Summary: Soluble CD14 (sCD14) is an inflammatory marker associated with osteoclasts. Using Cox proportional hazards models, we found a positive association between plasma levels of sCD14 and risk of incident fracture among participants in the Cardiovascular Health Study. sCD14 may be useful in identifying those at risk for fracture. Introduction: Soluble CD14, a proinflammatory cytokine, is primarily derived from macrophages/monocytes that can differentiate into osteoclasts. The purpose of this study was to examine the relationship between sCD14 levels and osteoporotic fractures. Methods: In the Cardiovascular Health Study, 5462 men and women had sCD14 levels measured at baseline. Incident hip fractures (median follow-up time 12.5 years) and incident composite fractures (defined as the first hip, pelvis, humerus, or distal radius fracture, median follow-up 8.6 years) were identified from hospital discharge summaries and/or Medicare claims data. Cox proportional hazards models were used to model the association between sCD14 levels and time to incident hip or composite fracture, overall and as a function of race and gender. Results: In unadjusted models, there was a positive association between sCD14 levels (per 1 standard deviation increase, i.e., 361.6 ng/mL) and incident hip (HR, 1.26; 95 % CI, 1.17, 1.36) and composite (HR, 1.20; 95 % CI, 1.12, 1.28) fractures. When models were fully adjusted for demographics, lifestyle factors, and medication use, these associations were no longer significant. However, in whites, the association of sCD14 levels with hip fractures remained significant in fully adjusted models (HR, 1.11; 95 % CI, 1.01–1.23). Associations of sCD14 levels with hip and composite fracture did not differ between men and women. Conclusions: In this large cohort of community-dwelling older adults, higher sCD14 levels were associated with an increased risk of incident hip fractures in whites.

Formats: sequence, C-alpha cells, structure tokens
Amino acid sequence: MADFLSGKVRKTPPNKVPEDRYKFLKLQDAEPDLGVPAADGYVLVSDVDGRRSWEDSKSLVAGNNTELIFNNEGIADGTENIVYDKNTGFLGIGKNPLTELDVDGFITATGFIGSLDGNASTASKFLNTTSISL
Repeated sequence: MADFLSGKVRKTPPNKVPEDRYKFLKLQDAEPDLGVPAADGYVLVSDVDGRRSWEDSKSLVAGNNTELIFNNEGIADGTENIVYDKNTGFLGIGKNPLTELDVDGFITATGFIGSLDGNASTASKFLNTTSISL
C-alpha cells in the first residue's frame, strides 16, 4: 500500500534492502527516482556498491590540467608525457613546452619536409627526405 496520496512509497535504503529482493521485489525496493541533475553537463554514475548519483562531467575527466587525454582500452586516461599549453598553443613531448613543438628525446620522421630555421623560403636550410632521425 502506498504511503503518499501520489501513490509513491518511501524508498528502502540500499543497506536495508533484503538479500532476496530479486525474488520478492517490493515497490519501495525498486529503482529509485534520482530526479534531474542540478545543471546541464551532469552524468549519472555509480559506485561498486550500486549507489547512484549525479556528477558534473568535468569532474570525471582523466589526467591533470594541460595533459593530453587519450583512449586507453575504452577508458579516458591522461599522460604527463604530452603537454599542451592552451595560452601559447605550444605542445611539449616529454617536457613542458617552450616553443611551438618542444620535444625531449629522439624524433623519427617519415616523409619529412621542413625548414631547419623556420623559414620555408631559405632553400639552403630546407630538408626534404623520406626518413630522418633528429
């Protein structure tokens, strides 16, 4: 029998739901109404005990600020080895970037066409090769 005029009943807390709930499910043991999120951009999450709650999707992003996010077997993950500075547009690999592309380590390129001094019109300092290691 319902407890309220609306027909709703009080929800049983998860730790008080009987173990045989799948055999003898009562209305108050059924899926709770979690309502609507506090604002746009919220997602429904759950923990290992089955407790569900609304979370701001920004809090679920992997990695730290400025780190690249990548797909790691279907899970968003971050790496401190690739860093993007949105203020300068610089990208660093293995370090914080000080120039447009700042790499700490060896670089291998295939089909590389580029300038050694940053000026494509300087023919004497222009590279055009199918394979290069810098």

|Original language||English (US)|
|Number of pages||9|
|State||Published - May 1 2016|
Bibliographical noteFunding Information:
This research was supported by contracts HHSN268201200036C, HHSN268200800007C, N01HC55222, N01HC85079, N01HC85080, N01HC85081, N01HC85082, N01HC85083, N01HC85086, and grant U01HL080295 from the National Heart, Lung, and Blood Institute (NHLBI), with additional contribution from the National Institute of Neurological Disorders and Stroke (NINDS). Additional support was provided by R01AG023629 from the National Institute on Aging (NIA). A full list of principal CHS investigators and institutions can be found at CHS-NHLBI.org. The content is solely the responsibility of the authors and does not necessarily represent the official views of the National Institutes of Health. This work does not reflect the views of the Veterans Health Administration or the United States government.
© 2015, International Osteoporosis Foundation and National Osteoporosis Foundation.
- Inflammatory markers